However, during this malaise I did have one accomplishment: I overcame my fear of Goodreads

When I first heard of Goodreads, I immediately signed up for an account and started adding the books I could remember reading–it happens that way, I just read so much. Then I realized that there was an entirely different purpose to Goodreads, the reviews.

I took a glance at the ones for Tap Out. Painful. There were some strong opinions about my work and about me, and I did what any rational person would do, I freaked out. And then I never went back to Goodreads. What was the point?

Well, there is one, but I’d missed it in my fear. The author end of Goodreads. Yes, this site that collects reviews and makes it easy for people to connect over books and find titles similar in taste also provides marketing services to authors. All you have to do is ask.

So I did. Something I should have done back in August for the pre-release of Tap Out. We live, we learn. So now I am running a giveaway on Goodreads for a signed copy of Tap Out. At this point there are close to 300 people entered to win. That’s pretty fantastic, I think.

I have not reached Goodreads expert status, yet. But I am aware that there are many options for connectivity on the site, and I will certainly look into each. But for now, I’m just happy to have overcome my trepidation. It’s just too bad it took the flu to get me there.

Inside my head…literally

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This is a CT scan of my sinuses, which I had taken on Monday because my allergist was certain I had a lingering sinus infection. Apparently, this shot indicates that I don’t. I woke up Tuesday morning shivering uncontrollably and took my temperature. It was 101, not outstanding, but as I typically run at 97, a bit high for me. Therefore, I was home from work yesterday and am home today. I’ve been sleeping 12-15 hours, eating what I can and taking pain killers. I also watched The Dark Knight Rises and read a fair amount of The Miseducation of Cameron Post. I’ve also had a fair amount of time to think.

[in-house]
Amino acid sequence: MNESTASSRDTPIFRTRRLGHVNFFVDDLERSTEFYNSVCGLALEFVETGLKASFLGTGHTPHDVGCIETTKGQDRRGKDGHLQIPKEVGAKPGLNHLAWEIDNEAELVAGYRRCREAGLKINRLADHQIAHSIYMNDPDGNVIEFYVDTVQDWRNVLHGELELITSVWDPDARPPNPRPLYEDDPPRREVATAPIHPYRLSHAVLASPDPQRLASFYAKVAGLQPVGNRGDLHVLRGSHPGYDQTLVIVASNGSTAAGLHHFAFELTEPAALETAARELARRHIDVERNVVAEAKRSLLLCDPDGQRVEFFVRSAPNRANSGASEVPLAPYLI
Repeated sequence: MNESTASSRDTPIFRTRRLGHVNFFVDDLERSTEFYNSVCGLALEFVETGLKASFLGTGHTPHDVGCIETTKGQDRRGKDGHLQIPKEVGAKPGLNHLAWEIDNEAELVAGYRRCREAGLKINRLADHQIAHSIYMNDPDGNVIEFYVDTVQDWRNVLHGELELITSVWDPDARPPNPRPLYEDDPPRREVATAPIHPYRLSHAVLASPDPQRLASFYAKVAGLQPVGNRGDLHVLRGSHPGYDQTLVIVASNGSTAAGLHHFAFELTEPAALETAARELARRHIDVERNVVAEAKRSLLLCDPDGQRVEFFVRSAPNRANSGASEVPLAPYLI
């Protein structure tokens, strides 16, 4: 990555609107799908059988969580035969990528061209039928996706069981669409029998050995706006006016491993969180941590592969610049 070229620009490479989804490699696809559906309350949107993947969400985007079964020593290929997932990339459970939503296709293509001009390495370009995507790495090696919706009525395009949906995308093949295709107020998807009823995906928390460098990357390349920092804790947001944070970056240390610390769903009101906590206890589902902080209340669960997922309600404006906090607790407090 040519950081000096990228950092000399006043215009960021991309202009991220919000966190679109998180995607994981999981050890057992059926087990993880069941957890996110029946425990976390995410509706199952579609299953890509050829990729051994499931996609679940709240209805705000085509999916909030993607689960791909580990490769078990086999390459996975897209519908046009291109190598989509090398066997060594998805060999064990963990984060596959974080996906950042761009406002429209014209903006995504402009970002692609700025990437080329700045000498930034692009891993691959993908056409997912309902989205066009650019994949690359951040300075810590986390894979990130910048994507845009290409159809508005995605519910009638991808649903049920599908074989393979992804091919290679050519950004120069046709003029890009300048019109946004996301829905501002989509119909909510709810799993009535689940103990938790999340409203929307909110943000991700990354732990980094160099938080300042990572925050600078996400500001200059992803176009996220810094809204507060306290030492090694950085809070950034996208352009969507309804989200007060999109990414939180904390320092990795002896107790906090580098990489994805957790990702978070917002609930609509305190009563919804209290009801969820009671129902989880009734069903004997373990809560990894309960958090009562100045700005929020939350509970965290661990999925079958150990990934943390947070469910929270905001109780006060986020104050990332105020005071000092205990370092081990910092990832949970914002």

First, I probably have the flu, a weaker form of it because I got my flu shot, but a nasty virus nonetheless. This irritates me because I did what I was supposed to and it didn’t pan out. But that’s life for you.

Second, I have awesome health care. I had two expensive exams when my allergist could have easily figured on infection, written a script for antibiotics and washed her hands of me. I love my doc for caring so much that she looked deeper.

Third, I also love my colleagues for pitching in and helping out. Emailing lesson plans in the fog of sickness is not easy, but they made it work and my students are being taken care of.

Fourth, I feel sorry for my daughters, who saw me so vulnerable. It was not easy for them, as I received a clandestine note from my eldest stating, “Feel better Daddy. I feel sorry for you and love you.” That hurts, but at least this virus will pass.

Last, I love my wife for taking care of EVERYTHING around the house, from meals to homework to school uniforms, and on and on. We share responsibility and my sense of guilt over not being able to do my share is enormous.